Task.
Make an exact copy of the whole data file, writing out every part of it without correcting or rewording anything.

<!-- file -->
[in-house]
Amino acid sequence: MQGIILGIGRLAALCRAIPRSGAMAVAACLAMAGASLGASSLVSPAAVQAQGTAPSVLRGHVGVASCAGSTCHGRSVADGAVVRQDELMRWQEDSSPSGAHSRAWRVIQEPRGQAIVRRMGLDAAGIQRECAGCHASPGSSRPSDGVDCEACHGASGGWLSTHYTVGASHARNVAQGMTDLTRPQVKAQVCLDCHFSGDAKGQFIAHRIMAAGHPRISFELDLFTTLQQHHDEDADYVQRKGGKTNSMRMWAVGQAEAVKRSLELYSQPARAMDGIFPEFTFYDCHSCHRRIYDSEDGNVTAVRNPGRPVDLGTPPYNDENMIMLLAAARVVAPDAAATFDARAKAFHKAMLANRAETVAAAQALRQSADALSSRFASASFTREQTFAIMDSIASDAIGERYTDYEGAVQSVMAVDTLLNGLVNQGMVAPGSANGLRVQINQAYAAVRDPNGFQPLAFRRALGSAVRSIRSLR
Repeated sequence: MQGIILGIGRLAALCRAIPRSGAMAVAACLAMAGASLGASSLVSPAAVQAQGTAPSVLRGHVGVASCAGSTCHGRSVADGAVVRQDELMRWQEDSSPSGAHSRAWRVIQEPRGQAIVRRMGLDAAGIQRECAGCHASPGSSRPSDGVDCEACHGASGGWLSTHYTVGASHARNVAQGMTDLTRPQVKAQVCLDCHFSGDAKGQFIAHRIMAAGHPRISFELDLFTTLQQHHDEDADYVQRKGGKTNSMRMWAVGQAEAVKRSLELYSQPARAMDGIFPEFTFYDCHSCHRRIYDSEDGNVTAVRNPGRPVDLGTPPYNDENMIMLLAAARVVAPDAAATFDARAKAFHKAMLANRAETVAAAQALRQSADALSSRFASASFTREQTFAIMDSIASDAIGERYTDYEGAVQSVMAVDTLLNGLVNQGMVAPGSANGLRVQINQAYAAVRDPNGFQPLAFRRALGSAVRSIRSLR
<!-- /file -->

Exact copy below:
[in-house]
Amino acid sequence: MQGIILGIGRLAALCRAIPRSGAMAVAACLAMAGASLGASSLVSPAAVQAQGTAPSVLRGHVGVASCAGSTCHGRSVADGAVVRQDELMRWQEDSSPSGAHSRAWRVIQEPRGQAIVRRMGLDAAGIQRECAGCHASPGSSRPSDGVDCEACHGASGGWLSTHYTVGASHARNVAQGMTDLTRPQVKAQVCLDCHFSGDAKGQFIAHRIMAAGHPRISFELDLFTTLQQHHDEDADYVQRKGGKTNSMRMWAVGQAEAVKRSLELYSQPARAMDGIFPEFTFYDCHSCHRRIYDSEDGNVTAVRNPGRPVDLGTPPYNDENMIMLLAAARVVAPDAAATFDARAKAFHKAMLANRAETVAAAQALRQSADALSSRFASASFTREQTFAIMDSIASDAIGERYTDYEGAVQSVMAVDTLLNGLVNQGMVAPGSANGLRVQINQAYAAVRDPNGFQPLAFRRALGSAVRSIRSLR
Repeated sequence: MQGIILGIGRLAALCRAIPRSGAMAVAACLAMAGASLGASSLVSPAAVQAQGTAPSVLRGHVGVASCAGSTCHGRSVADGAVVRQDELMRWQEDSSPSGAHSRAWRVIQEPRGQAIVRRMGLDAAGIQRECAGCHASPGSSRPSDGVDCEACHGASGGWLSTHYTVGASHARNVAQGMTDLTRPQVKAQVCLDCHFSGDAKGQFIAHRIMAAGHPRISFELDLFTTLQQHHDEDADYVQRKGGKTNSMRMWAVGQAEAVKRSLELYSQPARAMDGIFPEFTFYDCHSCHRRIYDSEDGNVTAVRNPGRPVDLGTPPYNDENMIMLLAAARVVAPDAAATFDARAKAFHKAMLANRAETVAAAQALRQSADALSSRFASASFTREQTFAIMDSIASDAIGERYTDYEGAVQSVMAVDTLLNGLVNQGMVAPGSANGLRVQINQAYAAVRDPNGFQPLAFRRALGSAVRSIRSLR